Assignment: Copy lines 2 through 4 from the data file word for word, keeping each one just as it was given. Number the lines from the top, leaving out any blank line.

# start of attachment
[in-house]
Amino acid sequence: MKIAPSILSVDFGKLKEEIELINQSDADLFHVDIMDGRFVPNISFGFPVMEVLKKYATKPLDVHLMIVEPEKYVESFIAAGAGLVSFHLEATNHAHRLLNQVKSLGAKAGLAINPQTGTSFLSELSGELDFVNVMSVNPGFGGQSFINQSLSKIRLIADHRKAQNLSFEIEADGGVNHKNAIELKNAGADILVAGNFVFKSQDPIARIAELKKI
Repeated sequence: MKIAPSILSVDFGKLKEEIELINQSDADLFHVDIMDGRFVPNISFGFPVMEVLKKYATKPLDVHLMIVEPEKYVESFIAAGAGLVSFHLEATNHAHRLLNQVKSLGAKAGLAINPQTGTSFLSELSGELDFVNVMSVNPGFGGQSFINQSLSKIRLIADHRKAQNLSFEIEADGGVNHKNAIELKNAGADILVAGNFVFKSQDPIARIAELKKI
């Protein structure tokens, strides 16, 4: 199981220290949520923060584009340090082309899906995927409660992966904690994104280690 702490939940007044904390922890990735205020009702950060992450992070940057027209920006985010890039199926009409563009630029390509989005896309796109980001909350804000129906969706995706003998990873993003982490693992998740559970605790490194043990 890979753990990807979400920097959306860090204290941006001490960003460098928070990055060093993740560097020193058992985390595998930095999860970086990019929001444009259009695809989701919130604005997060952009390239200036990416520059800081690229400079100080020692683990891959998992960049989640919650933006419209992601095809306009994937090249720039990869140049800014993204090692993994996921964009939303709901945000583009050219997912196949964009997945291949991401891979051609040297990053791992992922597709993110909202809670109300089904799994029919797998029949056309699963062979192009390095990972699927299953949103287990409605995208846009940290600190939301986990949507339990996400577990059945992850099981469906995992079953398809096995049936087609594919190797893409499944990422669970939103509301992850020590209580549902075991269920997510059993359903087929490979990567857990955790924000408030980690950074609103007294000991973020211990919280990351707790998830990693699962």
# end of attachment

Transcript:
Amino acid sequence: MKIAPSILSVDFGKLKEEIELINQSDADLFHVDIMDGRFVPNISFGFPVMEVLKKYATKPLDVHLMIVEPEKYVESFIAAGAGLVSFHLEATNHAHRLLNQVKSLGAKAGLAINPQTGTSFLSELSGELDFVNVMSVNPGFGGQSFINQSLSKIRLIADHRKAQNLSFEIEADGGVNHKNAIELKNAGADILVAGNFVFKSQDPIARIAELKKI
Repeated sequence: MKIAPSILSVDFGKLKEEIELINQSDADLFHVDIMDGRFVPNISFGFPVMEVLKKYATKPLDVHLMIVEPEKYVESFIAAGAGLVSFHLEATNHAHRLLNQVKSLGAKAGLAINPQTGTSFLSELSGELDFVNVMSVNPGFGGQSFINQSLSKIRLIADHRKAQNLSFEIEADGGVNHKNAIELKNAGADILVAGNFVFKSQDPIARIAELKKI
């Protein structure tokens, strides 16, 4: 199981220290949520923060584009340090082309899906995927409660992966904690994104280690 702490939940007044904390922890990735205020009702950060992450992070940057027209920006985010890039199926009409563009630029390509989005896309796109980001909350804000129906969706995706003998990873993003982490693992998740559970605790490194043990 890979753990990807979400920097959306860090204290941006001490960003460098928070990055060093993740560097020193058992985390595998930095999860970086990019929001444009259009695809989701919130604005997060952009390239200036990416520059800081690229400079100080020692683990891959998992960049989640919650933006419209992601095809306009994937090249720039990869140049800014993204090692993994996921964009939303709901945000583009050219997912196949964009997945291949991401891979051609040297990053791992992922597709993110909202809670109300089904799994029919797998029949056309699963062979192009390095990972699927299953949103287990409605995208846009940290600190939301986990949507339990996400577990059945992850099981469906995992079953398809096995049936087609594919190797893409499944990422669970939103509301992850020590209580549902075991269920997510059993359903087929490979990567857990955790924000408030980690950074609103007294000991973020211990919280990351707790998830990693699962």